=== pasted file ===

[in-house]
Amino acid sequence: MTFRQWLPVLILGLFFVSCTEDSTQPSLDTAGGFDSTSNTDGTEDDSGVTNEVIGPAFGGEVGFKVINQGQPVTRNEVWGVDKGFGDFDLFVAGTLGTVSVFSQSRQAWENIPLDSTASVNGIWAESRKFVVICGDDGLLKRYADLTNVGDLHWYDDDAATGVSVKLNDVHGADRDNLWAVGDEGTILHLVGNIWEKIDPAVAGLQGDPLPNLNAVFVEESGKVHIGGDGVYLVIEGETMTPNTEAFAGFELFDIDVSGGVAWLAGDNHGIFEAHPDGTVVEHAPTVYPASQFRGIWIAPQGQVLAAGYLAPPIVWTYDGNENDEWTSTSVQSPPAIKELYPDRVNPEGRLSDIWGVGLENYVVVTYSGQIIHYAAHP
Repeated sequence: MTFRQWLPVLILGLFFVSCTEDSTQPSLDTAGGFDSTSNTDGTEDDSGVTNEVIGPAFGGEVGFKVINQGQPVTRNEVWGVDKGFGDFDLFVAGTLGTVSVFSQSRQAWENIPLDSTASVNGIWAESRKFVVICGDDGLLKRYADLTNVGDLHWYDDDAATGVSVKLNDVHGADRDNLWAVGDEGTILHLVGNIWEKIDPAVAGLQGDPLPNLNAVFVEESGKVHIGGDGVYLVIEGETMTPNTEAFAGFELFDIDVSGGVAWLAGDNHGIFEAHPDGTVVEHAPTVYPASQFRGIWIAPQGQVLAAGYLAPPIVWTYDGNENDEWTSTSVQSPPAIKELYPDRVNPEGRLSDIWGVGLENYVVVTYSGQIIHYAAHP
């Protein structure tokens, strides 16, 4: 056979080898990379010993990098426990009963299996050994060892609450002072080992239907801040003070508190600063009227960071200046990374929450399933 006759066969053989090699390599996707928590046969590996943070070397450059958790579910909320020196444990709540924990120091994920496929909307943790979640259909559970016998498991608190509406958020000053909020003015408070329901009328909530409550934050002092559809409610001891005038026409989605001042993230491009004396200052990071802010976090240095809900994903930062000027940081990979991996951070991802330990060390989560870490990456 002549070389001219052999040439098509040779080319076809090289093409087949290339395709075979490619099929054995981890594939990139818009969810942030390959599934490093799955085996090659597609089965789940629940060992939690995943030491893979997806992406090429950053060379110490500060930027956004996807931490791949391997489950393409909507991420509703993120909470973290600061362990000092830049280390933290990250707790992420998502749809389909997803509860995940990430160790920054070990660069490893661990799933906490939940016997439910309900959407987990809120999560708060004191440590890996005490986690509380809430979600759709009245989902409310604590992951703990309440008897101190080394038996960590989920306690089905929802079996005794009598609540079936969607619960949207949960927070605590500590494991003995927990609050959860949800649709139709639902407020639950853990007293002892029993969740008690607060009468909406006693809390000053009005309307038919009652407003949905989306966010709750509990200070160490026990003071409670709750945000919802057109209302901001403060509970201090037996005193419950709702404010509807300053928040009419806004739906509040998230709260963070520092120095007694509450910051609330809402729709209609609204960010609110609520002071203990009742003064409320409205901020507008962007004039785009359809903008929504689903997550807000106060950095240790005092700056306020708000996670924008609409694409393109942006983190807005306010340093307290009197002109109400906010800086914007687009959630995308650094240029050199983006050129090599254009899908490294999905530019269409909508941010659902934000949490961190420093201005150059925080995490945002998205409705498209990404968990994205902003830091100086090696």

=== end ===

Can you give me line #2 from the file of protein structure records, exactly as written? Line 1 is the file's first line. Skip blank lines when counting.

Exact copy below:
Amino acid sequence: MTFRQWLPVLILGLFFVSCTEDSTQPSLDTAGGFDSTSNTDGTEDDSGVTNEVIGPAFGGEVGFKVINQGQPVTRNEVWGVDKGFGDFDLFVAGTLGTVSVFSQSRQAWENIPLDSTASVNGIWAESRKFVVICGDDGLLKRYADLTNVGDLHWYDDDAATGVSVKLNDVHGADRDNLWAVGDEGTILHLVGNIWEKIDPAVAGLQGDPLPNLNAVFVEESGKVHIGGDGVYLVIEGETMTPNTEAFAGFELFDIDVSGGVAWLAGDNHGIFEAHPDGTVVEHAPTVYPASQFRGIWIAPQGQVLAAGYLAPPIVWTYDGNENDEWTSTSVQSPPAIKELYPDRVNPEGRLSDIWGVGLENYVVVTYSGQIIHYAAHP